- Research news
De-differentiation in vitro
Genome Biology volume 1, Article number: spotlight-20001005-03 (2000)
Cloning works because even highly differentiated somatic nuclei can de-differentiate and reacquire their ability to form all the cells of the body. The de-differentiation process is driven by egg cytoplasm, and in the 29 September Science Kikyo et al. report that the chromatin remodeling protein ISW1 is probably one component of the de-differentiation machinery (Science 2000, 289:2360-2362). Kikyo et al. identify a number of proteins that are released from permeabilized frog somatic nuclei only in the presence of frog egg cytoplasm plus ATP. Fractionation of the egg cytoplasm yields ISW1, a member of the SWI2/SNF2 superfamily of chromatin remodeling proteins. Other chromatin remodeling proteins are not active in the assay, but unidentified proteins are needed in addition to ISW1. Further discoveries in this field may allow for cloning, or the derivation of stem cells, without the need to use egg cells.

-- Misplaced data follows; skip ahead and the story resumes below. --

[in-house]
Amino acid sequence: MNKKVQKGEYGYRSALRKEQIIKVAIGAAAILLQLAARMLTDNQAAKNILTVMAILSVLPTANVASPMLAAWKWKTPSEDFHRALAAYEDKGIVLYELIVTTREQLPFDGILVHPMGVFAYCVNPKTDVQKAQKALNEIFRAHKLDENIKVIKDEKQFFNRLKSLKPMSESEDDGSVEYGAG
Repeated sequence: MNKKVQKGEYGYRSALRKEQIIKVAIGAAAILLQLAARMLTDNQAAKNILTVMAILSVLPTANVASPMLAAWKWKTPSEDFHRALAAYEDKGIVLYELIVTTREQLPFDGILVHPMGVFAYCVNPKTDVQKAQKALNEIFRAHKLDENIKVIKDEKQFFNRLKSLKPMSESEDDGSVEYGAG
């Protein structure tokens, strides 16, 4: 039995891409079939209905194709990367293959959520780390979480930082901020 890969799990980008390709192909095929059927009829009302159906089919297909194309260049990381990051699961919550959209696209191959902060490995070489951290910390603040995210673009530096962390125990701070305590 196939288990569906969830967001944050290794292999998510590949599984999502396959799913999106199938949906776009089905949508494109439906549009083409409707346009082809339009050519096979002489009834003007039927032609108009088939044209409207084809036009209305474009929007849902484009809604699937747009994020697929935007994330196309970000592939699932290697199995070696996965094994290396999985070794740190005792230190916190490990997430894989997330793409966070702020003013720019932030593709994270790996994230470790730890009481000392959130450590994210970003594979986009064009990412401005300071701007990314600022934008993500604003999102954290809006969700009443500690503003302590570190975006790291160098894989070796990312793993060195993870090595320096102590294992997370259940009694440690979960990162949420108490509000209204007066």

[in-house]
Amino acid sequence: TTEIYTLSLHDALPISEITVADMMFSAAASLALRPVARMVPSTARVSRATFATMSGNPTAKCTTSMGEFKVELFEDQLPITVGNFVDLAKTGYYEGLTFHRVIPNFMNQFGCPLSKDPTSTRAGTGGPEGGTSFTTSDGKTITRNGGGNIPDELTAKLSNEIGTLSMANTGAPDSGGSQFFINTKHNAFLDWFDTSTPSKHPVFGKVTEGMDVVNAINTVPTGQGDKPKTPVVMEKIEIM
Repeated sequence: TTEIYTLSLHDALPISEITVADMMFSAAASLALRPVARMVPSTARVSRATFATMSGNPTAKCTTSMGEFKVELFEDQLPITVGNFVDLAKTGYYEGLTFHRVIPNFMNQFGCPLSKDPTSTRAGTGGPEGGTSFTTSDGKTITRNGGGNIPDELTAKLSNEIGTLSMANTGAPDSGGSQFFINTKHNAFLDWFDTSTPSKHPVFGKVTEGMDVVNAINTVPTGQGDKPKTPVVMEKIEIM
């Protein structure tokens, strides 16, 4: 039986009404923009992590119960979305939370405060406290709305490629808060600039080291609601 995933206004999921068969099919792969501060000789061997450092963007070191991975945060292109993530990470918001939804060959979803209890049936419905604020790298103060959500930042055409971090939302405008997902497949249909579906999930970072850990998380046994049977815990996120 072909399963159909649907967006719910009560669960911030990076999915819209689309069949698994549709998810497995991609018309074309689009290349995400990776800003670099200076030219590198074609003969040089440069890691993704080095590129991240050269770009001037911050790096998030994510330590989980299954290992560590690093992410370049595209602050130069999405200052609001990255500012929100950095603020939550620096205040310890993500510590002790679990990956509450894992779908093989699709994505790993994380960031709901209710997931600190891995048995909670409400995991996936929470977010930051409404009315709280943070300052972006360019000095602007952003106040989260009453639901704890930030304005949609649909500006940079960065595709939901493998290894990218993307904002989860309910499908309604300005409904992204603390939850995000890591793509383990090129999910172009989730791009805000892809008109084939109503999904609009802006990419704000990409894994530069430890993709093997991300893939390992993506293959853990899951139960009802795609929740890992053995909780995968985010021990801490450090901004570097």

Science magazine, [http://www.sciencemag.org/]
ISWI, a member of the SWI2/SNF2 ATPase family, encodes the 140 kDa subunit of the nucleosome remodeling factor.
The future of cloning.
About this article
Cite this article
Wells, W. De-differentiation in vitro. Genome Biol 1, spotlight-20001005-03 (2000). https://doi.org/10.1186/gb-spotlight-20001005-03
- Stem Cell
- Chromatin Remodel
- Somatic Nucleus
- Remodel Protein
- Unidentified Protein